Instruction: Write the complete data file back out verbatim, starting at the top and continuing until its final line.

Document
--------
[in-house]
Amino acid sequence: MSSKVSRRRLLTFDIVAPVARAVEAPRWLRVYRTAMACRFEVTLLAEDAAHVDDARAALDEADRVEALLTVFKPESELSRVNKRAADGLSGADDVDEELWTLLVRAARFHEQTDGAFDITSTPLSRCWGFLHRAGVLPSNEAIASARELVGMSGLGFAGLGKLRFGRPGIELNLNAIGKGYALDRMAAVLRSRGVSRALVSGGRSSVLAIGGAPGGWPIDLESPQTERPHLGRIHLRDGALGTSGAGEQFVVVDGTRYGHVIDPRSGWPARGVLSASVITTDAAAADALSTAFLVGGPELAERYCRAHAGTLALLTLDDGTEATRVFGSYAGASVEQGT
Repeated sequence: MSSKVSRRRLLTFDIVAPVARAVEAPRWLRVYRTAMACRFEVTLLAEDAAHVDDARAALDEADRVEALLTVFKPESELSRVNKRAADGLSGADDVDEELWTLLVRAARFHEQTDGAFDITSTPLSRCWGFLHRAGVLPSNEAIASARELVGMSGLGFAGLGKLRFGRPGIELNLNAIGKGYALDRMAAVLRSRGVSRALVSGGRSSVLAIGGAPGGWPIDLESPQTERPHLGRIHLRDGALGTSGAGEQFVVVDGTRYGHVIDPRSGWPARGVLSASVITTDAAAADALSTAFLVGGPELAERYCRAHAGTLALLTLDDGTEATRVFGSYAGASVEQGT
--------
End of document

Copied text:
[in-house]
Amino acid sequence: MSSKVSRRRLLTFDIVAPVARAVEAPRWLRVYRTAMACRFEVTLLAEDAAHVDDARAALDEADRVEALLTVFKPESELSRVNKRAADGLSGADDVDEELWTLLVRAARFHEQTDGAFDITSTPLSRCWGFLHRAGVLPSNEAIASARELVGMSGLGFAGLGKLRFGRPGIELNLNAIGKGYALDRMAAVLRSRGVSRALVSGGRSSVLAIGGAPGGWPIDLESPQTERPHLGRIHLRDGALGTSGAGEQFVVVDGTRYGHVIDPRSGWPARGVLSASVITTDAAAADALSTAFLVGGPELAERYCRAHAGTLALLTLDDGTEATRVFGSYAGASVEQGT
Repeated sequence: MSSKVSRRRLLTFDIVAPVARAVEAPRWLRVYRTAMACRFEVTLLAEDAAHVDDARAALDEADRVEALLTVFKPESELSRVNKRAADGLSGADDVDEELWTLLVRAARFHEQTDGAFDITSTPLSRCWGFLHRAGVLPSNEAIASARELVGMSGLGFAGLGKLRFGRPGIELNLNAIGKGYALDRMAAVLRSRGVSRALVSGGRSSVLAIGGAPGGWPIDLESPQTERPHLGRIHLRDGALGTSGAGEQFVVVDGTRYGHVIDPRSGWPARGVLSASVITTDAAAADALSTAFLVGGPELAERYCRAHAGTLALLTLDDGTEATRVFGSYAGASVEQGT